Tirana, March 20 (Tirana Echo) – Albanian President Ilir Meta has authorized Foreign minister Ditmir Bushati to start official talks with Greece on a sea delimitation agreement between the two neighboring Mediterranean countries.
“Following a request by the Ministry for Europe and Foreign Affairs, the President of the republic has today authorized Minister Ditmir Bushati to grant omnipotence to the negotiating team of the Republic of Albania for negotiating the project-agreement between Republic of Albania and Hellenic Republic for the delimitation of their border maritime areas” – said a statement in the President’s website.
According to the statement, Meta has asked Bushati and the negotiating team to fulfill their constitutional responsibilities and protect the territorial integrity of Albania, throwing away any institutional liability in what has been a highly controversial and sensitive matter since 2009 for both countries.
Earlier in the week, Meta told Greek newspaper ‘To Vima’ that Albania and Greece are reciprocally interested in having an agreement by which they can delimit their respective maritime zones, taking into account internal constitutional ‘red lines’.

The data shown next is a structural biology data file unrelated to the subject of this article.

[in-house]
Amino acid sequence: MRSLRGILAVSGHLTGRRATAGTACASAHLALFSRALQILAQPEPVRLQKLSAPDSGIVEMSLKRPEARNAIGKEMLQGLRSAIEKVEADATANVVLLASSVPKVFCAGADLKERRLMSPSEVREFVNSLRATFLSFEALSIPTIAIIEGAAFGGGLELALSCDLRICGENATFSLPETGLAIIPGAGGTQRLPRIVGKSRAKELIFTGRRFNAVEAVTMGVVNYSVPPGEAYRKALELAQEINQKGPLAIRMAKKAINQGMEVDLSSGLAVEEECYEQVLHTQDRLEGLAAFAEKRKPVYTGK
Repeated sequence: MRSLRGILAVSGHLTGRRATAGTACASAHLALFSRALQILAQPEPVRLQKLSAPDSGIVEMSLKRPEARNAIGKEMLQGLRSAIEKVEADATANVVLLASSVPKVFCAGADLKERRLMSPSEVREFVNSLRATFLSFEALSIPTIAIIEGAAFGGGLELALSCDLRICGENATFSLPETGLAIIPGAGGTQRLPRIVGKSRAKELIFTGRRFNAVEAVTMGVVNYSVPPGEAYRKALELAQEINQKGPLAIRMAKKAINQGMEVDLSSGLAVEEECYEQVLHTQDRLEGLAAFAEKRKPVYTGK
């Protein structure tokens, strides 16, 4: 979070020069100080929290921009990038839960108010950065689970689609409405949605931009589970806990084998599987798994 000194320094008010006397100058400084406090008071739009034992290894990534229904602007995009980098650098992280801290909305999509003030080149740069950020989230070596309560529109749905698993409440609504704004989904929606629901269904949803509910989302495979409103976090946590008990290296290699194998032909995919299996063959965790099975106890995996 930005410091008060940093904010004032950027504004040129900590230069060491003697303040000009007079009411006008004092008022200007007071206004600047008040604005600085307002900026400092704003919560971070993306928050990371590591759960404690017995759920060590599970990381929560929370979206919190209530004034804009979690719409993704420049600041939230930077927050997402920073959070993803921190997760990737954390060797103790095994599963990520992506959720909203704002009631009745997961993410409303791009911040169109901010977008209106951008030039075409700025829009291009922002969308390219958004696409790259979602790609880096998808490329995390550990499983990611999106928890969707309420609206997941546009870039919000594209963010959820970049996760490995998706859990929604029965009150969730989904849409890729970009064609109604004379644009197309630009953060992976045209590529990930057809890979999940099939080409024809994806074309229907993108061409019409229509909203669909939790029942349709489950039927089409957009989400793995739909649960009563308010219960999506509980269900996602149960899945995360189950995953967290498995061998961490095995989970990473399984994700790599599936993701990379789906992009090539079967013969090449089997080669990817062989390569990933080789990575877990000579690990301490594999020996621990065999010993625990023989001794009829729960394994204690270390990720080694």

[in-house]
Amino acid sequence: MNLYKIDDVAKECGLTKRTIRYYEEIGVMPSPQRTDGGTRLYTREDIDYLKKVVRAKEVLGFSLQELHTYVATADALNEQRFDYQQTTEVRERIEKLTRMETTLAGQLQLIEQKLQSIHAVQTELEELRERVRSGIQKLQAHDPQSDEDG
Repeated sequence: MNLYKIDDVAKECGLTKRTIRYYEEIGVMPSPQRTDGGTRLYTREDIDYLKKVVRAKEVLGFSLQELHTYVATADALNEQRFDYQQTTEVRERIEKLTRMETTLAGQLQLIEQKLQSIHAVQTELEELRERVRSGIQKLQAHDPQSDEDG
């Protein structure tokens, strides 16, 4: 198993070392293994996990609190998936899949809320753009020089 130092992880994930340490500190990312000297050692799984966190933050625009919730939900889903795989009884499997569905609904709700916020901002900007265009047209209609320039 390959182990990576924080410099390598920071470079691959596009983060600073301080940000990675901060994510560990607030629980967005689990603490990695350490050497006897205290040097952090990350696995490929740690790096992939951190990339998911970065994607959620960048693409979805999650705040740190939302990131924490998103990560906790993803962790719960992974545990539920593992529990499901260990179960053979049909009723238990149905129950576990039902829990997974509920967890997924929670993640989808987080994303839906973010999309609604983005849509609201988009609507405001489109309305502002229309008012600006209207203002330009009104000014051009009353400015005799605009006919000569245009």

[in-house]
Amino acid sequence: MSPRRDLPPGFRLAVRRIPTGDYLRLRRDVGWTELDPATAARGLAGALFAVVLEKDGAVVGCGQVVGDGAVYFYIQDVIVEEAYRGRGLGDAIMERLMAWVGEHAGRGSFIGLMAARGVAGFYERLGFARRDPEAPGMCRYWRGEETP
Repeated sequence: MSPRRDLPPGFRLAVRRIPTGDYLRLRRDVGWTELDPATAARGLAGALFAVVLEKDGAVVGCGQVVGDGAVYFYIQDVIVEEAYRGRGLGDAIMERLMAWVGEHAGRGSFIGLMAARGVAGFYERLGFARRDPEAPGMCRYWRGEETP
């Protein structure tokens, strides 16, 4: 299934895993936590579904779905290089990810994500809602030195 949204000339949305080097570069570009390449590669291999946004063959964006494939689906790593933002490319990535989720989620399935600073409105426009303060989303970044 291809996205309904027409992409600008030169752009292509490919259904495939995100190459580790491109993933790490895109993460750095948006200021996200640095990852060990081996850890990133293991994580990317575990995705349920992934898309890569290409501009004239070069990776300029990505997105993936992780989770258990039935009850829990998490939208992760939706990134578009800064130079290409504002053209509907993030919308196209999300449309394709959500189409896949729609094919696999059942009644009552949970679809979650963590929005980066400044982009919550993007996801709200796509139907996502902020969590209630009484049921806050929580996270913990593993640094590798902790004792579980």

“It is of vital importance that both parties enter this process of negotiations with one clear mission, to reach an agreement that is legally impeccable, practically implementable, and finally irrevocable. The 2010 decision of the Constitutional Court, by which the 2009 delimitation agreement between Albania and Greece was declared null and void, not only argues why the old agreement is constitutionally unacceptable, but also designs a roadmap for a future negotiated agreement. It is a very comprehensive roadmap which clearly defines the institutions, steps, procedures and methodology that can be employed if and when a new agreement is negotiated. Neither me, as the President of the Republic, nor any other institution can act other but in these lines”, said Meta.
Albania and Greece agreed in 2009 to sign an agreement over their maritime delimitation which was later brought down by Albania’s constitutional court following a request by then opposition Socialist party. Since then, Greece has been pushing for a new deal to be ratified, alongside several other unresolved issues between the two countries.
Meta’s decision unblocks a political stalemate after two previous refusals to grant authorization last month, and paves the way for Albanian and Greek governments to finalize a long awaited deal of solving several bilateral open issues which are expected to be signed in paper by prime ministers Edi Rama and Alexis Tsipras later this spring.
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